2. The end of war again affected the ryots badly because with the revival of cotton production in America, the Indian exports declined. The sahukars were no longer interested in extending long-term loans. The demand for cotton had reduced, cotton prices slided downwards. It hit the ryots badly.
  3. At the same time, under the new settlement for revenue, the demand was increased from 50 to 100 per cent. Under the conditions of falling prices and reduction in the growth of cotton in the absences of loans, it was not possible for the ryots to make payment of the inflated demand. Once again they had no option except to take loan from the moneylender but they refused to extend loans. This made the condition of ryots miserable and ultimately led to riots.

9. What are the problems of using the official sources in writing about the history of peasants.
Ans: Official sources of the Company Raj are not regarded as reliable source of history when it came to the lot of Ryots.
Following are the main problems associated with official source of history.
1. The official records reflect only the Company raj perspective. They did not look at events from different angles. For example when the Deccan Riot Commission was instituted, it was required to find out if the land revenue was just or not. Other issues of Ryots were not taken into account.
2. The British people looked down upon the local people, their culture and tradition as lowly. They ended up giving a lowly picture of peasants even if without intention of the same.
3. The record of the Company Raj was created by the officials in such a manner that it suits their masters. Thus, evidences were tempered with. For example the Deccan Ryot Commission concluded that Ryots were angered not by the high land revenue but by moneylenders.
4. Thus, official sources are to be read alongwith other sources and need to be weighed before we take them to our stride.

10. On an outline map of the subcontinent, mark out the areas described in this chapter. Find out whether there were other areas where the Permanent Settlement and the ryotwari system were prevalent and plot these on the map as well.
Ans: In the chapter the following areas have been mentioned of the subcontinent.
(a) Bengal. (Bangladesh along with certain area of Bihar, Orissa and hilly areas of Assam).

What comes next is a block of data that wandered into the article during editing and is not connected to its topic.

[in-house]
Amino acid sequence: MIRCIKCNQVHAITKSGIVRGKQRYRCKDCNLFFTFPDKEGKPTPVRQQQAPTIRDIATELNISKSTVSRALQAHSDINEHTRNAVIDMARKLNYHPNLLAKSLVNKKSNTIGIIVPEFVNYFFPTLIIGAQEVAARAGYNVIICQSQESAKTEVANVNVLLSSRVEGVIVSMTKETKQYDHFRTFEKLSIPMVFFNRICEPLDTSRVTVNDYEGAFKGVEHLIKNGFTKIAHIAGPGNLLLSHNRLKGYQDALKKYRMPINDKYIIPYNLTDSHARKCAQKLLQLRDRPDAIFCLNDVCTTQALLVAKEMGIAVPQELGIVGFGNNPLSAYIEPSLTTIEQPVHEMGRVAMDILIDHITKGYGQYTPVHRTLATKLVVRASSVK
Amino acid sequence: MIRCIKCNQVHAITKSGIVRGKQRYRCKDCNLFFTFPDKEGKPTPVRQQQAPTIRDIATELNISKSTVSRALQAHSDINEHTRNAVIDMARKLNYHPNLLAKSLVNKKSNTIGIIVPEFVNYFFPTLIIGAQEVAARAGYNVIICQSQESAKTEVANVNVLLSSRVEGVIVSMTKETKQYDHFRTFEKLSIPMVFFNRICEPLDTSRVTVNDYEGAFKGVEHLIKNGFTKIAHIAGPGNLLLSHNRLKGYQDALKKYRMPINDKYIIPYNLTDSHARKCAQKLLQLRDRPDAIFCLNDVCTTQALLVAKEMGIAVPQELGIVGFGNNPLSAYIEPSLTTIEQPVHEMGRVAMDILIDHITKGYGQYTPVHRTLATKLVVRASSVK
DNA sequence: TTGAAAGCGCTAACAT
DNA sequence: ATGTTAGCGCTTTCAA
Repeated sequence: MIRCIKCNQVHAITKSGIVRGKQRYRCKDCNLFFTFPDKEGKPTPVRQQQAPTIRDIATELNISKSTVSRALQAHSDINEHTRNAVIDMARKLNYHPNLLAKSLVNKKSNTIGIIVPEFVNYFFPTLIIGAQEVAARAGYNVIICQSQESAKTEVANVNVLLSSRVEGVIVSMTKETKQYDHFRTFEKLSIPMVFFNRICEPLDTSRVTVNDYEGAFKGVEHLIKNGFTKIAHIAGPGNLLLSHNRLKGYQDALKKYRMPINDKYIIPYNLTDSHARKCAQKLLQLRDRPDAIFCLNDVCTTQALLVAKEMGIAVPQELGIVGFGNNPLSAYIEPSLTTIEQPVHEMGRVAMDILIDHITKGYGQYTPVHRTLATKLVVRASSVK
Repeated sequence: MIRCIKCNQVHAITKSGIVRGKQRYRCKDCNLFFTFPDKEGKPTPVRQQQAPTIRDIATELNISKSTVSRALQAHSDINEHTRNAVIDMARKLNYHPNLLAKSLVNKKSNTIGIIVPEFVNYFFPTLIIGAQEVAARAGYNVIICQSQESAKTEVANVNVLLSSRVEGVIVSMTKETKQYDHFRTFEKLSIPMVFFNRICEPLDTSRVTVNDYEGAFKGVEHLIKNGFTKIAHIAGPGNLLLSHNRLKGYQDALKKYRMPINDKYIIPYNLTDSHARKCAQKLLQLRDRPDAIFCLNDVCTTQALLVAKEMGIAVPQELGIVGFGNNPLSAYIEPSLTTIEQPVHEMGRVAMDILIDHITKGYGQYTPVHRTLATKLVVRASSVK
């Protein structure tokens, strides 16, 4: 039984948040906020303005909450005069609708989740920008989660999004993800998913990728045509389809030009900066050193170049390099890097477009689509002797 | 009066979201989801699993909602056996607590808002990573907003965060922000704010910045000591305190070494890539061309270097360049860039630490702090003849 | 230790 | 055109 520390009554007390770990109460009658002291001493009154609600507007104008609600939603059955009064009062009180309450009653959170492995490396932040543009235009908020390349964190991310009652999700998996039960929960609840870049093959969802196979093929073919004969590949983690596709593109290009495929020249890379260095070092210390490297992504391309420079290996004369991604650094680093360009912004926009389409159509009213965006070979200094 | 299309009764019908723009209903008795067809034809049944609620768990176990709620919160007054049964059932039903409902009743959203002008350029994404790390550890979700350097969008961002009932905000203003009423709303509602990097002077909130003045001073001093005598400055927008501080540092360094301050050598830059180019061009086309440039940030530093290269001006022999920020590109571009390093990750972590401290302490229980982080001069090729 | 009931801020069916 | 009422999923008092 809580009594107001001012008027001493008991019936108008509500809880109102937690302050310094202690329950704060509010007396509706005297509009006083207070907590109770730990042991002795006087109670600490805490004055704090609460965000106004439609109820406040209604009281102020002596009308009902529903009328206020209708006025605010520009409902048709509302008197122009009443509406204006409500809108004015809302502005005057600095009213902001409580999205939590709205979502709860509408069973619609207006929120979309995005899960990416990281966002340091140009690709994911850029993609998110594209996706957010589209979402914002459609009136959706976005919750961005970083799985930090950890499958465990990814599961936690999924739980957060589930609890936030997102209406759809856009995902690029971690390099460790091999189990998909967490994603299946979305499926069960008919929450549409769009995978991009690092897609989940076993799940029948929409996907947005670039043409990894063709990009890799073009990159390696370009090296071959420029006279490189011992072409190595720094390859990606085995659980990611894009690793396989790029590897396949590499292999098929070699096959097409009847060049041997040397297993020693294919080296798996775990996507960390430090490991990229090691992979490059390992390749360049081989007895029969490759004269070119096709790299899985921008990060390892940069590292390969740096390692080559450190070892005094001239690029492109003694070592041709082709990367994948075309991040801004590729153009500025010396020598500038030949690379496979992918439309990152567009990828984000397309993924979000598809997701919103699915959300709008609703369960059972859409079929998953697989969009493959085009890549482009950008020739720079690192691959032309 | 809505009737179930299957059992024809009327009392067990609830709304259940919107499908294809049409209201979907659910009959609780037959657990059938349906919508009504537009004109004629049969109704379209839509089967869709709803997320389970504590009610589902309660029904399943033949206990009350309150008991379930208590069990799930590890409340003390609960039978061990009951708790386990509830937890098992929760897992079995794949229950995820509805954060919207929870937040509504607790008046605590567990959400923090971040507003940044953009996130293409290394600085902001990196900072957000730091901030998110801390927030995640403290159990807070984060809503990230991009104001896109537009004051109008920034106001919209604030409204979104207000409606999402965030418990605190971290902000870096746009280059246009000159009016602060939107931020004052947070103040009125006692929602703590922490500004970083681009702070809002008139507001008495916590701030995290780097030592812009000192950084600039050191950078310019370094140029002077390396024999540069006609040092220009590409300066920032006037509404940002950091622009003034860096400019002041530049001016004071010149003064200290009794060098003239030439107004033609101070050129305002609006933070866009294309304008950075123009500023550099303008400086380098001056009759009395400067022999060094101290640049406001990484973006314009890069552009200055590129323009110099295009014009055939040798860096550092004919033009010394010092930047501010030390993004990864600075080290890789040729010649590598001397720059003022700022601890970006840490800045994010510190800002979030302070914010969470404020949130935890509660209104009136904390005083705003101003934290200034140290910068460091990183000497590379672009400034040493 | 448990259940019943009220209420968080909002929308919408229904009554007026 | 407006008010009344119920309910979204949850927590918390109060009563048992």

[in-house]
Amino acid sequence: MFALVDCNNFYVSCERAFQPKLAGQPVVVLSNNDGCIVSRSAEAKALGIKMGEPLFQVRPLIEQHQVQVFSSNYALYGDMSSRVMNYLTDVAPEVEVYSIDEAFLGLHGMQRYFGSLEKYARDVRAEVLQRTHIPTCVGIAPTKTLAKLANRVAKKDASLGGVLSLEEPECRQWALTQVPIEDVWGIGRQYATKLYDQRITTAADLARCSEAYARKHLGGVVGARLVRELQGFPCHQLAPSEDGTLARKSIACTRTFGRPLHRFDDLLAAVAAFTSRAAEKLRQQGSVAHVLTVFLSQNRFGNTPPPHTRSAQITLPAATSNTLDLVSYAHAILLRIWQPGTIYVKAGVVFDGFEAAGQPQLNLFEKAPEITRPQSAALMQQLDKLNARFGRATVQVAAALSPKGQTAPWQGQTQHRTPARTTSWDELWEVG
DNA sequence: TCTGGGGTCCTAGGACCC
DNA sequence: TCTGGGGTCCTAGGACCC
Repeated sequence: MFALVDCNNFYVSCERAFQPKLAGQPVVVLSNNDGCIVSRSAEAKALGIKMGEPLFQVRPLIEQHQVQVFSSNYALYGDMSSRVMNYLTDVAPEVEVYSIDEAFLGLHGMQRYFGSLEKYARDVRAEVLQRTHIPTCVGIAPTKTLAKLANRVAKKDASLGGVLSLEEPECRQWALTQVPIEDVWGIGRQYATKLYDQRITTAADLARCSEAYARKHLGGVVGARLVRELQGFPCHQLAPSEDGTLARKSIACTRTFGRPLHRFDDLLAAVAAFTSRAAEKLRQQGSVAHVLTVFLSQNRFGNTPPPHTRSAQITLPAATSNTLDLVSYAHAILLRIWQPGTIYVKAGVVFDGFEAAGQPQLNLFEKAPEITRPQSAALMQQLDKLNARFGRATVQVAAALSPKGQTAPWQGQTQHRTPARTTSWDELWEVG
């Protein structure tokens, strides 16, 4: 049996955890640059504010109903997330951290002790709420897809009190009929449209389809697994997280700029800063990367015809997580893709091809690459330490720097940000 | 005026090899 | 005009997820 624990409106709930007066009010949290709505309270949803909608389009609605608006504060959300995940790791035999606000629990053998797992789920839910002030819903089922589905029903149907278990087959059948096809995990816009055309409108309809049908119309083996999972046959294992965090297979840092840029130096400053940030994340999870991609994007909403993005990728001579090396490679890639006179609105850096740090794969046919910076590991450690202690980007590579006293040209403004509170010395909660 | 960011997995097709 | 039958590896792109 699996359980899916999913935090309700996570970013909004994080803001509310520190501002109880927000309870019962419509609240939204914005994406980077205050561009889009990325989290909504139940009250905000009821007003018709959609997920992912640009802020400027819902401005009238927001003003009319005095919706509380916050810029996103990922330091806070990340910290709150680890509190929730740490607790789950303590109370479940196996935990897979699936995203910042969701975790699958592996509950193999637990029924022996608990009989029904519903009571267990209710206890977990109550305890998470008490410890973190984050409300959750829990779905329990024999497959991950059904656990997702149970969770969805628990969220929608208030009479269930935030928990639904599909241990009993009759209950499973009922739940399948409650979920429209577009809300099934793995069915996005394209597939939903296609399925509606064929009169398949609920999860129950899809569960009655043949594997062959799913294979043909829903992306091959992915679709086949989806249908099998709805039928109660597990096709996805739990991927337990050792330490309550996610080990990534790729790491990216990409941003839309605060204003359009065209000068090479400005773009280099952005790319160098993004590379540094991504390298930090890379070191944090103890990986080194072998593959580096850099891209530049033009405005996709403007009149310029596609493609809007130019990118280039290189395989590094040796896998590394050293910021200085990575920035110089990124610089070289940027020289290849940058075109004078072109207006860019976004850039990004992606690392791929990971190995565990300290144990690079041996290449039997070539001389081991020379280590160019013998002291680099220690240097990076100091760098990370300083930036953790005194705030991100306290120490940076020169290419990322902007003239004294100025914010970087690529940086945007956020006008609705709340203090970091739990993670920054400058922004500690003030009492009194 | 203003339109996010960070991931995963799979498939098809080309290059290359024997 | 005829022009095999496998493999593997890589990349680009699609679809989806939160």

(b) Bombay Presidency and
(c) Madras Presidency,
(d) The Britishers introduced Mahalwari system of land revenue in eastern part of Punjab
(e) Surat
(f) Rajmahal hills (occupied by Paharias and Santhals).

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NCERT Solutions For Class 12 History Chapter 11 Rebels and the Raj The Revolt of 1857 and its Representations

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NCERT Solutions For Class 12 History Chapter 11 Rebels and the Raj The Revolt of 1857 and its Representations

NCERT TEXTBOOK QUESTIONS SOLVED

1. Why did the mutinous sepoys in many places turn to erstwhile rulers to provide leadership to the revolt?
Ans: Following are the major reasons to explain why the rebellious soldiers turned to native rulers for leadership:
1. East India company defeated native rulers to grab power in India. Many believed that the native Indian rulers had the legal and legitimate authority to regain power in the respective kingdoms. Therefore, it was natural that they became the leaders of the rebels and regain the lost status of rulers.

2. The erstwhile rulers had substantial resources at their command. They had wealth and private armies too. The rebels waited to get the support of resources from them, and by declaring them the leaders it was natural outcome.

3. Most of the erstwhile Indian rulers were popular at the local level. Their subjects often sympathised with them as they believed that the latter were unlawfully thrown out of power and even suffered humiliation. Choosing these native rulers was echoing the sentiments of the people and winning more support for the cause.

2. Discuss the evidence that indicates planning and coordination on the part of the rebels.
Ans: The evidence that indicates planning and coordination on the part of the rebels is as given below :

  1. Lines of communication :
    • There was communication between the sepoy lines of various cantonments. For example, after the 7th Awadh Irregular Cavalry had refused to use new cartridges, they wrote to the 48th Native Infantry that “they had acted for the faith and awaited the 48th’s orders.”
    • Sepoys or their emissaries moved from one station to another.
  2. Mutinies were organised is evident from the incident relating to protection given to captain Hearsey by his Indian subordinates during the mutiny. In this case, it was decided that the matter would be decided by a panchayat composed of native officers drawn from each regiment. It proves that the mutinies were well organised. Charles Ball has also noted that panchayats were a nightly occurrence in the Kanpur sepoy lines.

3. Discuss the extent to which religious beliefs shaped the events of 1857.
Ans: People during the company rule felt that their religious sentiments are systemically hurt by the government. For them it was an attack on their religious freedom, and an insult. The religious causes for the Revolt are as follows:

  1. Immediate cause: The soldiers were given cartridge greased with cow and pig fat. This angered Moslems and Hindus alike.
  2. Reforms by Company: The Company introduced many religious and social reformers. Many Indians began to believe that it was an attempt on the part the government to deviate them from their own religion. Important of such reforms were prevention of sati system, widow remarriage, etc.